The highest level is what I would call “plug-and-play” where this no bilateral negotiation around terminology or anything like that. The standard is explicit enough so that it could be tested for conformance and you can say whether a given system is conformant or not, and the data can be used in the way it was intended. We don’t have any plug-and-play interoperability to speak of right now, and that’s what I’m trying to shoot for.

One of three biggest motivators for me is patient safety. There is really good and convincing data that shows we are killing 250,000 people per year due to preventable medical errors. And that won’t be solved by “zero harm” programs, or by “sort of” interoperable systems. In the end, the “sort of” interoperable systems means that a person still has to look at things and make a judgment. And people are not perfect information processors. So you need a situation where the data is explicit enough where I can write rules that prevent the death or improper treatment of patients.

And we are not at that level yet. How urgent is it? I think it’s incredibly urgent and you can make an argument that it’s more important than lots of other things we’re spending money on that would have less of an impact on patient care. I work in this area, so yes, I am biased.

But I’m persuaded that it’s worth an investment, and to get to where I want to get to will not be easy. This won’t be something where you make one $20 million investment and then it’s done; it will take five or 10 years, and you will make incremental progress over that period of time. Think of it like a military campaign or a crusade, because it’s that type of timeframe and scale where you need planning and infrastructure to really accomplish what we want to do in the end—which is save lives, decrease the cost of care, and reduce the burden of clinicians.

Many folks believe that until the business incentives change, stakeholders will not be incentivized to be open with their systems. Do you agree with this and how much incentive exists today?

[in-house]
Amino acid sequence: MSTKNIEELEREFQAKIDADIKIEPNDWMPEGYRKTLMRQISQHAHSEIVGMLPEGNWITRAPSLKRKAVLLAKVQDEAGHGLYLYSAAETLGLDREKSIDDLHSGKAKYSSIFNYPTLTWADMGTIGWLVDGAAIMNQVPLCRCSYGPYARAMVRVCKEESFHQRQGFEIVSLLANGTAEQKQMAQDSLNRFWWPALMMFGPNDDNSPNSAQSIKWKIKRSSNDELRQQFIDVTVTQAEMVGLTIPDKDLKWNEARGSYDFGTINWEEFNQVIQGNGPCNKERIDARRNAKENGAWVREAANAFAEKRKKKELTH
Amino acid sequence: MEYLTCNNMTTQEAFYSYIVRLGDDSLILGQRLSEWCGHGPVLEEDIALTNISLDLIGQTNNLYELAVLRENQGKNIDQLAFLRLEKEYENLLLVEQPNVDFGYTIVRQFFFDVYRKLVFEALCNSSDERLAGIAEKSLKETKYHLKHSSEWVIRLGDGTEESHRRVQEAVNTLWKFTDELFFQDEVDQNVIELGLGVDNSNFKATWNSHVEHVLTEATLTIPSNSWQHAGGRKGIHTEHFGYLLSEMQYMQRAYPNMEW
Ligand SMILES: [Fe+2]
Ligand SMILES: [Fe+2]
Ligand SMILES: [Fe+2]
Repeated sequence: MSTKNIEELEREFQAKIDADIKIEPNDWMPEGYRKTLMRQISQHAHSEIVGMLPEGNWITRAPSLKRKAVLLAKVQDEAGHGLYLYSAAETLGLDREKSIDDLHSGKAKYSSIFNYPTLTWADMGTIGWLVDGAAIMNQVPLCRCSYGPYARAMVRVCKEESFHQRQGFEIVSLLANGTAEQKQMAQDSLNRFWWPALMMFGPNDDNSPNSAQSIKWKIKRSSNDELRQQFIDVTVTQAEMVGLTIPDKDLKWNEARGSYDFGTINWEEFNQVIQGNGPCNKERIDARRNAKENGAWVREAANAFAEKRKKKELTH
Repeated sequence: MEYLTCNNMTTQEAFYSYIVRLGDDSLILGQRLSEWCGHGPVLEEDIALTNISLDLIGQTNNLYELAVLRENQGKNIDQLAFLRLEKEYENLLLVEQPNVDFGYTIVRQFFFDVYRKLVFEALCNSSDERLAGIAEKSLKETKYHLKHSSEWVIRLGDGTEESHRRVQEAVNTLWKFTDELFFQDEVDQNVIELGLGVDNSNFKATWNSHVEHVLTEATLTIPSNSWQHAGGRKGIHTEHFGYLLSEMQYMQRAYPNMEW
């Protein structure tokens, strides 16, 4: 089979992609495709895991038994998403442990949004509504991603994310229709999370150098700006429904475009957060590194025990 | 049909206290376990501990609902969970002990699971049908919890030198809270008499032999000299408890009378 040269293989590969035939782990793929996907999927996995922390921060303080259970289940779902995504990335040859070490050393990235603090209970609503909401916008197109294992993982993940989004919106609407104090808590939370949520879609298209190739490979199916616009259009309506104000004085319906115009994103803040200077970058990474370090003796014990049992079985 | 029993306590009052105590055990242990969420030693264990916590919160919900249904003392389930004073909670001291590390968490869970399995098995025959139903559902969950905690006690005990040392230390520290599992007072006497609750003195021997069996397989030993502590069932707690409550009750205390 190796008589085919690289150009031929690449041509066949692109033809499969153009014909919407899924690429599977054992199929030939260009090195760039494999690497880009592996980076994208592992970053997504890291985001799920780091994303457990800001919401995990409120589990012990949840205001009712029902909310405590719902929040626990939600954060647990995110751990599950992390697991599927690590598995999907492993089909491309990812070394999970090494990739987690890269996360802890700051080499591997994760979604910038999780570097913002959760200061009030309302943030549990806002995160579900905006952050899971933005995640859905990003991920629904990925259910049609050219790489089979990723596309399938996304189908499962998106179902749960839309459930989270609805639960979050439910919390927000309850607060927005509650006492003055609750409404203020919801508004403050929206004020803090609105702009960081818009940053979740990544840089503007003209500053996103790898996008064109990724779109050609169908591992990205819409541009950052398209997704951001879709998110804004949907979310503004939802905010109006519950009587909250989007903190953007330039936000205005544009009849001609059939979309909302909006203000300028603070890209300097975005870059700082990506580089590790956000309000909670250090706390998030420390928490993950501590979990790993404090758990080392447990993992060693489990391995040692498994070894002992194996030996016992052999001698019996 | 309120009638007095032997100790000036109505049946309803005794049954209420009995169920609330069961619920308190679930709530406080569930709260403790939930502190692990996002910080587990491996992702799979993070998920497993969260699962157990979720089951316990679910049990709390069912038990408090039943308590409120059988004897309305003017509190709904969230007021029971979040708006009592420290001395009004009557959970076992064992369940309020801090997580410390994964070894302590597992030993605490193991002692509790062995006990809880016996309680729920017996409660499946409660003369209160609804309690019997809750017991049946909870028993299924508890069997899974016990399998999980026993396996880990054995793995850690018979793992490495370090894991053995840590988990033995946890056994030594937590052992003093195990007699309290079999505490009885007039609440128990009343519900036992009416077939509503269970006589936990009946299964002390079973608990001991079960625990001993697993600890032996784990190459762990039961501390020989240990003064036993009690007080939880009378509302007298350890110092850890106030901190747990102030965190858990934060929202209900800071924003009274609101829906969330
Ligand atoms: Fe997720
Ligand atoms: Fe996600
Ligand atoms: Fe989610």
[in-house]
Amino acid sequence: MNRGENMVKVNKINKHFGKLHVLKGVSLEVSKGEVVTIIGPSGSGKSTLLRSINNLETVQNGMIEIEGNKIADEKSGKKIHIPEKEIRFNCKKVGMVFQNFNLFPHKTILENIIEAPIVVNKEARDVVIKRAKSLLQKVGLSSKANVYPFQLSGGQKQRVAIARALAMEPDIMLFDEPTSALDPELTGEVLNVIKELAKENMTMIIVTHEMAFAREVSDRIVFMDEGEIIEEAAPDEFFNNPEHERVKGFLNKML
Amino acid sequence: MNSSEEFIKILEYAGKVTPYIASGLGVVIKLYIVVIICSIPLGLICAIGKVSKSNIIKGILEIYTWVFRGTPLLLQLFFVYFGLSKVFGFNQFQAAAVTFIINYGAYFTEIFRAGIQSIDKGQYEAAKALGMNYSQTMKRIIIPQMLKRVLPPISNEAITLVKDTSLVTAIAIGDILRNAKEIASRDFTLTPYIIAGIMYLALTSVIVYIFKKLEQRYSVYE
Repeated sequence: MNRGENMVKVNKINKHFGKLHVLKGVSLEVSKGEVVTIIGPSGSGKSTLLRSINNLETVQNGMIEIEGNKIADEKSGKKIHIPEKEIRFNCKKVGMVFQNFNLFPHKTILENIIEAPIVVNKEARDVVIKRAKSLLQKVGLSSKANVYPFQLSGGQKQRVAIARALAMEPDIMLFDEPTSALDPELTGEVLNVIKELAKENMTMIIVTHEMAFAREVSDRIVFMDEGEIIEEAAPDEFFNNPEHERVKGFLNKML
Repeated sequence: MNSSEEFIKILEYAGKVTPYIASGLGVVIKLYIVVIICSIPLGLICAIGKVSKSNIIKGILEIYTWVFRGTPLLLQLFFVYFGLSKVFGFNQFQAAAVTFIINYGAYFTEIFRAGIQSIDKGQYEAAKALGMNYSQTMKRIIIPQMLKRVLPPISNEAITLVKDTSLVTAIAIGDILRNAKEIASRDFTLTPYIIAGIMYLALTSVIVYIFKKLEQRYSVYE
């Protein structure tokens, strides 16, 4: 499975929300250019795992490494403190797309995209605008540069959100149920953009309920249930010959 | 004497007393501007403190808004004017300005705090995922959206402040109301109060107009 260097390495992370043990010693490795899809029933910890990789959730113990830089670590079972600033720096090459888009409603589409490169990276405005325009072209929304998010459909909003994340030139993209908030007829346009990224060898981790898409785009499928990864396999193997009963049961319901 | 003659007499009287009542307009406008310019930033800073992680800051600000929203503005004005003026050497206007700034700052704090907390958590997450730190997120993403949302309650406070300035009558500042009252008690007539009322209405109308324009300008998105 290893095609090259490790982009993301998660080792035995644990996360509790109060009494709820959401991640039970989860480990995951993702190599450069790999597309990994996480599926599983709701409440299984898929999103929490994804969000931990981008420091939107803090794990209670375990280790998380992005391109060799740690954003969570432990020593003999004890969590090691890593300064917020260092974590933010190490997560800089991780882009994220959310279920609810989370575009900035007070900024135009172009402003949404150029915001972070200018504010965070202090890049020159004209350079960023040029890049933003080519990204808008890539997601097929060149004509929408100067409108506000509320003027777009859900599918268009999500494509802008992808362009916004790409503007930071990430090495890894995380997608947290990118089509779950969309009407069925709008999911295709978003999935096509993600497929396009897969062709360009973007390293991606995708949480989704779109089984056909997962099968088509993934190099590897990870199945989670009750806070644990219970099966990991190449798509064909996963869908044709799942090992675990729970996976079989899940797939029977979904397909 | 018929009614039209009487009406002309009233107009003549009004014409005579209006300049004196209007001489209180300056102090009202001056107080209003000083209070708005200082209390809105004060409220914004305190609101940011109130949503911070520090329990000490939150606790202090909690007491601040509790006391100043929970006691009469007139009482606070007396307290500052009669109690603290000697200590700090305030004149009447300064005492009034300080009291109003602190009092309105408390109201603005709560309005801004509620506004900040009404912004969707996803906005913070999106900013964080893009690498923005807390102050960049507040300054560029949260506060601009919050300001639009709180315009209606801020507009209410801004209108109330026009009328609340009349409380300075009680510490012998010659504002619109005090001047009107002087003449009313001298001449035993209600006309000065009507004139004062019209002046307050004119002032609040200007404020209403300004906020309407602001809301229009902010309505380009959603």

There isn’t a whole lot of incentive yet. If the patient care and safety issues were sufficient enough incentives, then this would have been solved a long time ago because those incentives have been there. People know and understand that we’re not caring for patients in the best way possible. And it’s the financial and proprietary considerations that keep us from doing that, ultimately.

We have to be careful [with incentives] though, because there are unexpected consequences. Going back to when I was on the HIT Standards Committee, we thought that we were doing useful and good for U.S. healthcare when we set up the meaningful use measures. And while meaningful use solved the EHR adoption issue, what it taught people was how to manage measures but not manage quality.

People became incredibly good when it came to managing the measures to get paid and to meet the qualifications, but I don’t think anyone would assert that those things improved the quality of care in any measurable way. So I think we didn’t meet the goal that we were shooting for—providing better quality care at a lower cost.

The ONC annual conference took place last week, and there seemed to be significant conversations around pending regulations such as possibly making interoperability a requirement to stay in Medicare and prohibiting information blocking. How does all of this land for you?

I welcome the change; it’s a good as thing you move from meaningful use to promoting interoperability. What I don’t know is if these specific [rules] being proposed are going to accomplish what [we want]. We thought we were doing the right things back when we were doing meaningful use.

At a high level, I would agree that it would be wonderful to require interoperability as a requirement for Medicare participation. But it’s undefined. When talking about the dimensions and these things, there has to be an understood and a useful level for the interoperability that’s required. But I haven’t seen the details to know whether what’s being asked for is both achievable and valuable if it were to be achieved. But I do agree with the [overall] direction.

Intermountain is often at the forefront of health and health IT initiatives such as its sponsorship of the Opioid Community Collaborative. How can these learnings be shared so they can improve the digital healthcare ecosystem?